Pop-up retail booths could let customers interact remotely with Apple personal shoppers, as they demonstrate iPhone or other devices through video and AR.
Apple has already experimented with virtual demonstrations in the Apple Store. It's created in-store HomeKit hands-on demos for lighting too. And it's researched having Apple personal shopper staff appear in your home through AR.
Now a newly-revealed patent application shows that Apple is looking at how to create demonstration units, devices "for remotely demonstrating products to customers in a fluid, visually-appealing manner." It's a system for how an Apple employee could be filmed doing a live demonstration, and that demo being relayed virtually to a buyer.
"Remote-Demonstration Unit and System," shows a small box-like device, within which products can be displayed. From the drawings, it looks how you'd imagine a security-conscious store might display a very high-value item.
Apple describes staff reaching into this box with a device, and demonstrating it within there. What Apple doesn't directly describe is how users would see this demonstration, or exactly where it would take place.
That's because the patent application is really concerned with just how such a demo would be achieved. It seems unlikely that Apple thinks it can sell us a box that we'll turn to every time we want to give the company more money.
Yet it could be used in Apple Stores to show items that are not yet in stock. Or it could allow for booths, for instance, in areas where there are no Stores. Conceivably, the box could stay at Apple, and an AR image filmed in it could be sent to a user's "Apple Glass" or similar device.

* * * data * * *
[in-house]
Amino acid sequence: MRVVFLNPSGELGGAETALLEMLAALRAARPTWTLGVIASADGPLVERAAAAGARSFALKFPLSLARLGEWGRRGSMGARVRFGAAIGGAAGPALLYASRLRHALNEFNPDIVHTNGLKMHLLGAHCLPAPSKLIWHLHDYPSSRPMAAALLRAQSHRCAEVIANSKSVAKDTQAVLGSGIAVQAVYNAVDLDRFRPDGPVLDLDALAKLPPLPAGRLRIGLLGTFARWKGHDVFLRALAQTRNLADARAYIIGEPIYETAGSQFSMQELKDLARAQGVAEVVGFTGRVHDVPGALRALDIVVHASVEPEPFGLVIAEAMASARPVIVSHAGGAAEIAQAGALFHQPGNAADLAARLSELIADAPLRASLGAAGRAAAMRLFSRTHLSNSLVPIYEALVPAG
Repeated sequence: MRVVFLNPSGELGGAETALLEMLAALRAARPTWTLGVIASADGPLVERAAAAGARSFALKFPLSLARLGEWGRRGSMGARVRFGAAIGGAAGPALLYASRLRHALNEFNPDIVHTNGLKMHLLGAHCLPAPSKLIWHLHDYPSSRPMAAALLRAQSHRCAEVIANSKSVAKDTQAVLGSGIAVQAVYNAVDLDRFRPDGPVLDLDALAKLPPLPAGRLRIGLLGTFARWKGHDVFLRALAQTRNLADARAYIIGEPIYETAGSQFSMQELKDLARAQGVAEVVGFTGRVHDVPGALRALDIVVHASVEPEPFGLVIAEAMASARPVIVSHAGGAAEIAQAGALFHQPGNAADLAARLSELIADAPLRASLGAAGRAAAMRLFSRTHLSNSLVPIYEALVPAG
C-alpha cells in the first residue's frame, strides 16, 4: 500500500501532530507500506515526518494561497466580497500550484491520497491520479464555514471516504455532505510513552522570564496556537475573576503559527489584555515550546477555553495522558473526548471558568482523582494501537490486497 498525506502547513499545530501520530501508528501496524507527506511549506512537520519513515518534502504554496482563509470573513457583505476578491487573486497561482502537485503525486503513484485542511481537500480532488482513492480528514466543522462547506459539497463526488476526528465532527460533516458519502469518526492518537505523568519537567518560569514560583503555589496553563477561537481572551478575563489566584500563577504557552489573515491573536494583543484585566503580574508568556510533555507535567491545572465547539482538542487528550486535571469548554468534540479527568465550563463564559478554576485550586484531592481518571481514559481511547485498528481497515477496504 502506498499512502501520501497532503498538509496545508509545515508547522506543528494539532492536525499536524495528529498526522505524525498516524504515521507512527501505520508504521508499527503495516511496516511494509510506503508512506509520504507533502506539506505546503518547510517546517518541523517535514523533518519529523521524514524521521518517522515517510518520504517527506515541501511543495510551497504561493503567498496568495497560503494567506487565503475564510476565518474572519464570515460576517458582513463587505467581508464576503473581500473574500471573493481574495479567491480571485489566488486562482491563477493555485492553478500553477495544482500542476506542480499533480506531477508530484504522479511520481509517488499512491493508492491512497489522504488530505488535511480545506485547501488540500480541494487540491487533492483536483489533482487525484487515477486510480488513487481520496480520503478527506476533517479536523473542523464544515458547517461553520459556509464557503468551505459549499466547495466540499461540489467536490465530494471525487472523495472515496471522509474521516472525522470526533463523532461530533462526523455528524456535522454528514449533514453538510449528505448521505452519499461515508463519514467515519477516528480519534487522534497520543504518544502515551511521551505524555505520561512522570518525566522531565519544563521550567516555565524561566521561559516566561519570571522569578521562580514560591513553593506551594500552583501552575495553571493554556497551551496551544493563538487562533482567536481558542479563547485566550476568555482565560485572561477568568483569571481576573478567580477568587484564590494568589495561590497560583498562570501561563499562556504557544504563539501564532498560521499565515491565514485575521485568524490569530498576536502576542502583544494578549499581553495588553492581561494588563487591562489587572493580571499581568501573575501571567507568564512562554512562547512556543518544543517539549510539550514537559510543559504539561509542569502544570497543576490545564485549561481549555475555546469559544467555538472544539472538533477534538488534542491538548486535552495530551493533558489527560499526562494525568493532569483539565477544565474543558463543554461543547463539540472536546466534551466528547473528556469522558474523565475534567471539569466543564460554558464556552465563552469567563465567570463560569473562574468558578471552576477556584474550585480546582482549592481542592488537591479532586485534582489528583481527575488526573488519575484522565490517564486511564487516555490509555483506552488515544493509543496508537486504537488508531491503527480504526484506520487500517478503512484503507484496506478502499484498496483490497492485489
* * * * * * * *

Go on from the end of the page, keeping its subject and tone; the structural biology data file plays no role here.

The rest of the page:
Apple seems to visualize this less for consumers in their own homes, and more for retail locations like out-of-town Apple Stores. The few examples it gives include how such a device "may allow customers to contact and interact with customer service employees at a remote location (e.g., at a call center)"... or "a retail store."
Wherever it's situated, the idea is that such "remote customer-assistance systems" could allow "allow customers to ask questions and receive help from employees."
It's all about controlling the way customers see a product, making sure they get to examine it in the best light. Apple says that, "a demonstration in which an employee interacts with the physical product may help a customer to better understand the experience of using the product, since a user's interaction with the physical product may have a significant effect on the user's experience."
"As with physical retail stores, a system for remotely conducting live visual demonstrations of products may also present retailers with an opportunity to craft a unique experience for customers, that customers may associate with the retailer or its products," continues Apple.
"For example, a retailer may choose to present products in a setting that creates a particular visual appearance or impression that is consistent with the retailer's desired visual branding," it says.
This all suggests that Apple is thinking of a device it could market to other retailers, but that isn't necessarily the case. Patent applications are written to cover as much ground as possible, to make it as wide-ranging as can be.
Regardless of which company's products are being shown, Apple says that its proposed system "may include a housing defining a product-demonstration space," which could have a "product-display tray" within it.
"A consumer electronic device may be disposed on the product-display tray, and may be disposed in a pre-defined position on the product-display tray," says Apple. "The remote-demonstration system may also include a light system that is configured to illuminate the product-display tray and the consumer electronic device."
An Apple employee could manipulate the device and the "video captured by the image-capture device may be sent in real time to a remote customer device over a network."
Apple does already successfully use a kind of pre-filmed version of this remote demonstration idea. With certain products, like the Mac Pro, it provides an AR or VR version of the device, and does so in such a way that users can see what it looks like in their offices or homes.
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